The article goes on to describe how the Jaish-e-Muhammad leader Maulana Masood Azhar, whose entry was banned in Sindh because of the wave of sectarian terrorism, was stopped at Karachi airport and was asked to go back. Azhar phoned someone and the ban was immediately lifted to allow him to enter Karachi, after which he had a meeting with home secretary, Sindh. Azhar also later went to Ghotki in violation of the ban and was ignored by the local SDM there who was probably himself anti-Shia. The officer was pulled up, but later still, when Maulana Azhar tried to enter Sukkur and was stopped by the district administration it was pulled up this time for not giving him unhampered passage to anywhere in the city. The article adds: ‘Another serious problem has been the criminalisation of the jehadi elements, some of whom have been involved in sectarian killings. Recently, commissioner Karachi Shafiqur Rehman Khwaja gave Rs 200,000 to the prime suspect of Saleem Qadri’s murder, Arshad Polka, as compensation money for being a victim of terrorism. Polka had died during the attack on the Sunni Tehreek leader.’ The article goes on to link the state machinery with sectarian killers. Officers aligned to sectarian killers do two things: they get the criminals released in case they are caught after the act, and they see to it that caught terrorists are not allowed to be linked to the jehadi militias. The state is in fact the killer of the Shia in Pakistan.
ISI and Shia killings:Monthly Newsline (June 2001) actually wrote that the intelligence agencies were ‘in’ with the sectarian terrorists: ‘The official quoted above has no hesitation in accusing the ISI of orchestrating such (Shia) murders through the militants of sectarian parties, adding that Sipah Sahaba terrorists are trained by the agency. The Sipah Sahaba are supported by the MQM Haqiqi Group. Sources reveal that Sipah Sahaba’s (sic!) Riaz Basra has been spotted in the company of a colonel who has also given him shelter in his house. Similarly, when three members of Lashkar-e-Jhangvi were picked up by the police, another colonel, who identified himself as their PRO, requested that they be released forthwith’. It should be noted that Riaz Basra has been described by the magazine as a Sipah activist! Karachi has killed 450 people in cases of sectarian violence since General Musharraf took over the government in October 1999. Lately the killing is one-sided because the Sunni-Deobandi combine is simply too strong to be countered by the Shia organisations.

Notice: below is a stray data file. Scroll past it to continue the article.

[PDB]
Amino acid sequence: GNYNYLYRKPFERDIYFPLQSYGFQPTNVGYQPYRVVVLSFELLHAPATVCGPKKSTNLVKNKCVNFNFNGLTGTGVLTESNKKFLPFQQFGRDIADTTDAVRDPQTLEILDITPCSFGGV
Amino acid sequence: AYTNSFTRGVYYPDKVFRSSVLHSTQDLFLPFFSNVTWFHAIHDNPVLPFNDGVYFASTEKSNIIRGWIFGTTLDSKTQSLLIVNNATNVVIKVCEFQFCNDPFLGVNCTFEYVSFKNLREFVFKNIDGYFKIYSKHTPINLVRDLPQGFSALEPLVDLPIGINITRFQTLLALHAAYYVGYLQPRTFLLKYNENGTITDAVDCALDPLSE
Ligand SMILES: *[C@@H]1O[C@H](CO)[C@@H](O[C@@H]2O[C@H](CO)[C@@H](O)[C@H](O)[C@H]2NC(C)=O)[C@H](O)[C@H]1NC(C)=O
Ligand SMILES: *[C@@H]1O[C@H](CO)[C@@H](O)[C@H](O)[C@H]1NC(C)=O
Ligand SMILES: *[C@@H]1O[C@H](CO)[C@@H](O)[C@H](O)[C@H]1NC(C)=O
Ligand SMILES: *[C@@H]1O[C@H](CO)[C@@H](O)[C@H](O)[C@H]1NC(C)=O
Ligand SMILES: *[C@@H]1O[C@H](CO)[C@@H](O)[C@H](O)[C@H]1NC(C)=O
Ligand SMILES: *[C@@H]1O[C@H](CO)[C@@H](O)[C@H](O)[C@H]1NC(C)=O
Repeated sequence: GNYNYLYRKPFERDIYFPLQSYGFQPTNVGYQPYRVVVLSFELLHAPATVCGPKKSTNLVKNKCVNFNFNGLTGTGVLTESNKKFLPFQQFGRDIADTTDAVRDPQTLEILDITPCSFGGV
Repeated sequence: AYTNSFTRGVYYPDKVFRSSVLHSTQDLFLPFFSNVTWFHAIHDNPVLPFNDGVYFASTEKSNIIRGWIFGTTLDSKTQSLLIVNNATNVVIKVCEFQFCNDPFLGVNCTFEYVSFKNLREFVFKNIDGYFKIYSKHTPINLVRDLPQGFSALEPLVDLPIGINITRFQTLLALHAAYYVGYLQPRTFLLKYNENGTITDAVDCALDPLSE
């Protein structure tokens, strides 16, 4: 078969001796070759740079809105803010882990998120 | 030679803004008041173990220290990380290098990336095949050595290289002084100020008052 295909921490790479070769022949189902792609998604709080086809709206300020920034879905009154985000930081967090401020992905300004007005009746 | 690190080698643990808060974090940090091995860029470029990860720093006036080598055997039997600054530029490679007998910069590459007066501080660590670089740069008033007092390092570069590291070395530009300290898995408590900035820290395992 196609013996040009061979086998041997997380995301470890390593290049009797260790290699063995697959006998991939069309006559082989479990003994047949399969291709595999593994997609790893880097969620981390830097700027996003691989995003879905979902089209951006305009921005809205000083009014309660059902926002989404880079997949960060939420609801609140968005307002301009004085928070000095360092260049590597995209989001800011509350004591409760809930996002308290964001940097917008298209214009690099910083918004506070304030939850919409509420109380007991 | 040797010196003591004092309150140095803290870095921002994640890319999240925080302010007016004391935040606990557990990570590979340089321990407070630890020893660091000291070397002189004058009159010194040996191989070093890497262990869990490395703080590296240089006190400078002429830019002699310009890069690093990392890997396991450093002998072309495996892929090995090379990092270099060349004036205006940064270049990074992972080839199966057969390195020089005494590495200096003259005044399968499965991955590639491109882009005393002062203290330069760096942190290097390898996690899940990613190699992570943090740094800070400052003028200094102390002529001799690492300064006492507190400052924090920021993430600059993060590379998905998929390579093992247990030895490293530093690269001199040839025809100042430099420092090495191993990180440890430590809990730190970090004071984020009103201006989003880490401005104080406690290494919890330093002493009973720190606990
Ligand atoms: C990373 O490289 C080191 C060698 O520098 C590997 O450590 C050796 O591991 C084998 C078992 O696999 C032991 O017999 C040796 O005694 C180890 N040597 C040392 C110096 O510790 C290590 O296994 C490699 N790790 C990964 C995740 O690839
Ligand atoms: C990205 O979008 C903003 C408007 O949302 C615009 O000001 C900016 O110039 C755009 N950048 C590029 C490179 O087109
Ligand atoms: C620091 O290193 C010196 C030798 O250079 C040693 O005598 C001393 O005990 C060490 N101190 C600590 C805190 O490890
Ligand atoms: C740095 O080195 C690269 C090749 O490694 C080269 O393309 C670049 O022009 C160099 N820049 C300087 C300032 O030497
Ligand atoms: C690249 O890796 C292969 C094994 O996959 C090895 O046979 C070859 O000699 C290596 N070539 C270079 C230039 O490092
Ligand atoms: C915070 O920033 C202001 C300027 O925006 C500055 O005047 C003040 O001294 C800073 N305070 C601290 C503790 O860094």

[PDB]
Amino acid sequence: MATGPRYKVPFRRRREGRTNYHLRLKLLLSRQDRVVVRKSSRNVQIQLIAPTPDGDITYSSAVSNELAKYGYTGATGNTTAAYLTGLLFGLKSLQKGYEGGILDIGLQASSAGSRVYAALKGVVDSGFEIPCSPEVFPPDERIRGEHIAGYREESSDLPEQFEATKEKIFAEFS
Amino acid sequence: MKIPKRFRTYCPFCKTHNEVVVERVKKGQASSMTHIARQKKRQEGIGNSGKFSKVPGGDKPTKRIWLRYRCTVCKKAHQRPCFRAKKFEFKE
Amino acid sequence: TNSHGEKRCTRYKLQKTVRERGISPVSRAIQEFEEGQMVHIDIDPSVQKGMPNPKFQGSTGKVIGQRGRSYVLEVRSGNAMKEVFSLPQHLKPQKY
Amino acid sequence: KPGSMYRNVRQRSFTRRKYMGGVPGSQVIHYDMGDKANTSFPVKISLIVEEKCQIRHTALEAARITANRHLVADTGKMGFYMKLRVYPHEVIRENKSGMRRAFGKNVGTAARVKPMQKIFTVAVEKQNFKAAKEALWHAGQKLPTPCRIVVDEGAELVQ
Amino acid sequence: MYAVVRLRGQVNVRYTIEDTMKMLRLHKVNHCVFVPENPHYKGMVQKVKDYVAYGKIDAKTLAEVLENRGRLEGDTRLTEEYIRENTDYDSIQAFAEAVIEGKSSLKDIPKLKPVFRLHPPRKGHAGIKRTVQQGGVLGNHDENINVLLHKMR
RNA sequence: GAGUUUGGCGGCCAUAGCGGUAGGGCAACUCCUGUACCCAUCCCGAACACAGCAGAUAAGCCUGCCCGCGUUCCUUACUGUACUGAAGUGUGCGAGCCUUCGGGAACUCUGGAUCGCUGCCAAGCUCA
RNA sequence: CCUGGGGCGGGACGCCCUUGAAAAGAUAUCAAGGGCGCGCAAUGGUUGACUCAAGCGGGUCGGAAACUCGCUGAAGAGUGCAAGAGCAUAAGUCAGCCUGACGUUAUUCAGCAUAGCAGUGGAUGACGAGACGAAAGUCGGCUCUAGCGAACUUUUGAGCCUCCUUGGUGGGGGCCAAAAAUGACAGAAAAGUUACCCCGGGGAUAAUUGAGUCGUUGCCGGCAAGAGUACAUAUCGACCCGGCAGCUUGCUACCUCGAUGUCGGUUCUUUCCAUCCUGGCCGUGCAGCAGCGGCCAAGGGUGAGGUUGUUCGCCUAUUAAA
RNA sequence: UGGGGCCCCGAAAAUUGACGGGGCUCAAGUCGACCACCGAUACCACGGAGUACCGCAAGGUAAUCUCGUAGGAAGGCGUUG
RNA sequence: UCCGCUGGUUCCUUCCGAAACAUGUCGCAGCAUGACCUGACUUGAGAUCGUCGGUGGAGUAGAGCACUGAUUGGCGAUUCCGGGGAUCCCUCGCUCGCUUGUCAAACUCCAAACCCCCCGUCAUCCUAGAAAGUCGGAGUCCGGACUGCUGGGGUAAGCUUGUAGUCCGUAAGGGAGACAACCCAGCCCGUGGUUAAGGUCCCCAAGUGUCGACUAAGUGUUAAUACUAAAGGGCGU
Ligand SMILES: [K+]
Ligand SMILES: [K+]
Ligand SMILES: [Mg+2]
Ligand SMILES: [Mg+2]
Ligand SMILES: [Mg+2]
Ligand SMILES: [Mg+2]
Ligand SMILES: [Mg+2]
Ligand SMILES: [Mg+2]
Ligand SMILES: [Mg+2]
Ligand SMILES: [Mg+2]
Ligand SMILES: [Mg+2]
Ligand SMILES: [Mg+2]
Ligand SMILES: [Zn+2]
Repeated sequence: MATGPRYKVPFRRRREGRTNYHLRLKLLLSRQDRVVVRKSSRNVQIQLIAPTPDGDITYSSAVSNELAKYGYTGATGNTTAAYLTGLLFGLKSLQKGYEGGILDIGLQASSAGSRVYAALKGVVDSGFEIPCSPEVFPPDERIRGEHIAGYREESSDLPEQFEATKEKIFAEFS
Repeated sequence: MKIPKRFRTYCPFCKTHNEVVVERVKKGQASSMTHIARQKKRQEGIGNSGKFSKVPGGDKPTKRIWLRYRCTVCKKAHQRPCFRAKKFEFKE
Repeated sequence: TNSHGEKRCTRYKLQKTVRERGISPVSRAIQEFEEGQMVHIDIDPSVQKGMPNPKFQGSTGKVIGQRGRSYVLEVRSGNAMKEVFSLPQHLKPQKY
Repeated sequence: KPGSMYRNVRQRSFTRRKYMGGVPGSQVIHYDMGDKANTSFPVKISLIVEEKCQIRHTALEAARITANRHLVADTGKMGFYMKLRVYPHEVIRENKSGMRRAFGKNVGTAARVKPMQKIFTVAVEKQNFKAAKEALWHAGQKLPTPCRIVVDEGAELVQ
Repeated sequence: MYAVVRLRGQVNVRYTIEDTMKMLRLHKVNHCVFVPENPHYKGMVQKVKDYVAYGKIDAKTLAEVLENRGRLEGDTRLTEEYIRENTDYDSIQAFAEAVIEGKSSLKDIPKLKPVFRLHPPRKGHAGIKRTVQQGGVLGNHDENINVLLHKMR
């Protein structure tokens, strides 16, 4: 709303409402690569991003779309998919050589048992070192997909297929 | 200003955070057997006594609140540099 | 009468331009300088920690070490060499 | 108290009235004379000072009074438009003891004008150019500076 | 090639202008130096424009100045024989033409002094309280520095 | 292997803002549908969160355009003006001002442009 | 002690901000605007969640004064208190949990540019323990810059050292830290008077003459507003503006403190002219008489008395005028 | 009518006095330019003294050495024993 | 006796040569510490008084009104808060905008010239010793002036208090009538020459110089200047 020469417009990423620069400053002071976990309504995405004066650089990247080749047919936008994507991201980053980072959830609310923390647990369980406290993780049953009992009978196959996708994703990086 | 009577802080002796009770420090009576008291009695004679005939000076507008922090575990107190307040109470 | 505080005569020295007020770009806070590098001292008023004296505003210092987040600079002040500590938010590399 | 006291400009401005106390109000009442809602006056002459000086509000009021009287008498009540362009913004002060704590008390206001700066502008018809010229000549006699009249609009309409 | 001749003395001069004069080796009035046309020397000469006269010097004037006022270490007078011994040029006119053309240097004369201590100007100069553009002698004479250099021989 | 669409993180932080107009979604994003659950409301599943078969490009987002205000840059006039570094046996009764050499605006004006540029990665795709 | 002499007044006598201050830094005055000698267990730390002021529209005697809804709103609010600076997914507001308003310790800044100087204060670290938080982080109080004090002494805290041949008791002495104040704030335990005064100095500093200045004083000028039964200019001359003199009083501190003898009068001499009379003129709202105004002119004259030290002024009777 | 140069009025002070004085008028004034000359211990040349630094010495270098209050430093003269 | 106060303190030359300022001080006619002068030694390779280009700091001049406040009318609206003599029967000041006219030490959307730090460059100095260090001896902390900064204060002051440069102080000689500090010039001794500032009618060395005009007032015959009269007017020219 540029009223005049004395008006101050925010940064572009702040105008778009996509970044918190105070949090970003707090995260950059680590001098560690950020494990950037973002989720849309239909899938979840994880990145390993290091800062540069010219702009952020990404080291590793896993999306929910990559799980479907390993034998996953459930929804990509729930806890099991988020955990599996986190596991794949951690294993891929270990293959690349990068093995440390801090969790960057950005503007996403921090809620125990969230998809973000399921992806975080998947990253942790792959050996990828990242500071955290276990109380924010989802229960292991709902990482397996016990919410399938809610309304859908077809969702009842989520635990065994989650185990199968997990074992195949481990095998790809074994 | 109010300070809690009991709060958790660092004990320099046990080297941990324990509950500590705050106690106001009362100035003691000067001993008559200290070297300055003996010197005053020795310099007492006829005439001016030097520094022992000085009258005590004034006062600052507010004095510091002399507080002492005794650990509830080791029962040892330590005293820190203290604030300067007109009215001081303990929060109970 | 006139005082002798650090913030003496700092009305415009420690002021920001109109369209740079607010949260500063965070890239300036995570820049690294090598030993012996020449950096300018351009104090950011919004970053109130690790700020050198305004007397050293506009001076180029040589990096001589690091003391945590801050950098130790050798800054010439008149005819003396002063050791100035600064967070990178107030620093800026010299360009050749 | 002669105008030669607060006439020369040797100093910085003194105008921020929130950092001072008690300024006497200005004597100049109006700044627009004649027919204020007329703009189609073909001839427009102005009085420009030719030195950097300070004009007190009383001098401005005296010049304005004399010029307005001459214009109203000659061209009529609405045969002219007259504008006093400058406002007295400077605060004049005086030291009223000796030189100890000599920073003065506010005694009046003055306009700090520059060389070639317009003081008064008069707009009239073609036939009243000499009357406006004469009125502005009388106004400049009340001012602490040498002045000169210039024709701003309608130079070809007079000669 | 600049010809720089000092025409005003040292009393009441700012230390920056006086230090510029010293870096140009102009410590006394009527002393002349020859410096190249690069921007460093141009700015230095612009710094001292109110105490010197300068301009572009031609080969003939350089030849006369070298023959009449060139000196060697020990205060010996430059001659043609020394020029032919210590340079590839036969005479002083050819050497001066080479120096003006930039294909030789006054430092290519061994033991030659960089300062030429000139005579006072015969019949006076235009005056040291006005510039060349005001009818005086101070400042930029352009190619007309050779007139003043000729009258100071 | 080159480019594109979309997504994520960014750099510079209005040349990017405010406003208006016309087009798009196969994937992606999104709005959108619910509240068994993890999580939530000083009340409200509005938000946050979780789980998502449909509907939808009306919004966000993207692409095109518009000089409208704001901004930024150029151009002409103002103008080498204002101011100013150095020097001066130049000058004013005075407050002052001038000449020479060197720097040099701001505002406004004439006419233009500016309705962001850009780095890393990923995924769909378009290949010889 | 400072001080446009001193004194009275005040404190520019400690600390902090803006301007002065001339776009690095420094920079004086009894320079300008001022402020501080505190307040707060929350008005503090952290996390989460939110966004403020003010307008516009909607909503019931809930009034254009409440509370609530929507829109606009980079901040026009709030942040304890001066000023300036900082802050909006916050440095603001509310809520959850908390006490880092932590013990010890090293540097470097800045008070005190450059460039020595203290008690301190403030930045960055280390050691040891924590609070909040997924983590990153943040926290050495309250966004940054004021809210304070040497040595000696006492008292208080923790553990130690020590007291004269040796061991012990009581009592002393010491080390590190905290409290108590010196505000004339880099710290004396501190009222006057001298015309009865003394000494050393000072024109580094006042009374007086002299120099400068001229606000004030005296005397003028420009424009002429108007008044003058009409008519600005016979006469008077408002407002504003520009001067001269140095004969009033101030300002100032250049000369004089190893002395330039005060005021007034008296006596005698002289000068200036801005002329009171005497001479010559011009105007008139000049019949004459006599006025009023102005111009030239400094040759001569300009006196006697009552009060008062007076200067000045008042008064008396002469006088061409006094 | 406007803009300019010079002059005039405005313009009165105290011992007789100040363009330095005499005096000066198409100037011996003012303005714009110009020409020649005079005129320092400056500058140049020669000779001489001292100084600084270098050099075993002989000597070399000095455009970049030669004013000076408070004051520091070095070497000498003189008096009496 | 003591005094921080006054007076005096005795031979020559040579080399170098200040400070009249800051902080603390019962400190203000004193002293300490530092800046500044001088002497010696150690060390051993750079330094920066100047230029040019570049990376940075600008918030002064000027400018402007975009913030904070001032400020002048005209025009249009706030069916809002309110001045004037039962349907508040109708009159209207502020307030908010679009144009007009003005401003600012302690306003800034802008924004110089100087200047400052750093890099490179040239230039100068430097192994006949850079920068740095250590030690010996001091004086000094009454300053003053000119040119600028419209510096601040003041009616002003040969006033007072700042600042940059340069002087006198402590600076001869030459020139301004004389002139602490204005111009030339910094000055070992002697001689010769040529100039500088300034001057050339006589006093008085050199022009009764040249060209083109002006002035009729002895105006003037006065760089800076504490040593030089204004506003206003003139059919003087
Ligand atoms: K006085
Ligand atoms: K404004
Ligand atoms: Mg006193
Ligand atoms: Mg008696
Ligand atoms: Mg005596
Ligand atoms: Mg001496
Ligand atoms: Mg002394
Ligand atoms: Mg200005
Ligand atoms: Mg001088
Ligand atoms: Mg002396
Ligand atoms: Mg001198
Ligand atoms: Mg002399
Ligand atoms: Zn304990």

The shia-sunni conflict is as old as Islam itself in the Indian subcontinent, but it was effectively marginalised by a secular British raj which treated it as a law-and-order issue. After 1947, the policy was continued and the worst sectarian riots were defined by the state as no more than public disorder which the executive handled as violation of the CRPC, the legal code of criminal procedure. The clergy involved in the conflict gradually became tired as the citizens mixed and intermarried across the sect boundaries. The breakdown of the secular state under General Zia’s martial law brought the shia-sunni differences to centre-stage.
General Zia versus the Shias:General Zia took over the populist slogan of Nizam-e-Mustafa and imposed ‘shariah’ on Pakistan. It really meant the imposition of the Sunni Hanafi ‘fiqh’ or jurisprudence followed by the majority population from which the shias were excluded. The two early laws under ‘shariah’ that he enforced failed miserably: the first, abolition of ‘riba’, failed because of the inability of the Islamic scholars to reinterpret Islam for modern conditions; the second, ‘zakat’, failed because the shia jurisprudence, called ‘Fiqha-e-Jaafaria’, had a conflicting interpretation of zakat. In 1980, an unprecedented procession of shias, led by Mufti Jaafar Hussain, laid siege to Islamabad and forced General Zia to exempt the shia community from the deduction of zakat. The concept of sunni ‘ushr’ (poor-due on land) is also rejected by shia jurisprudence.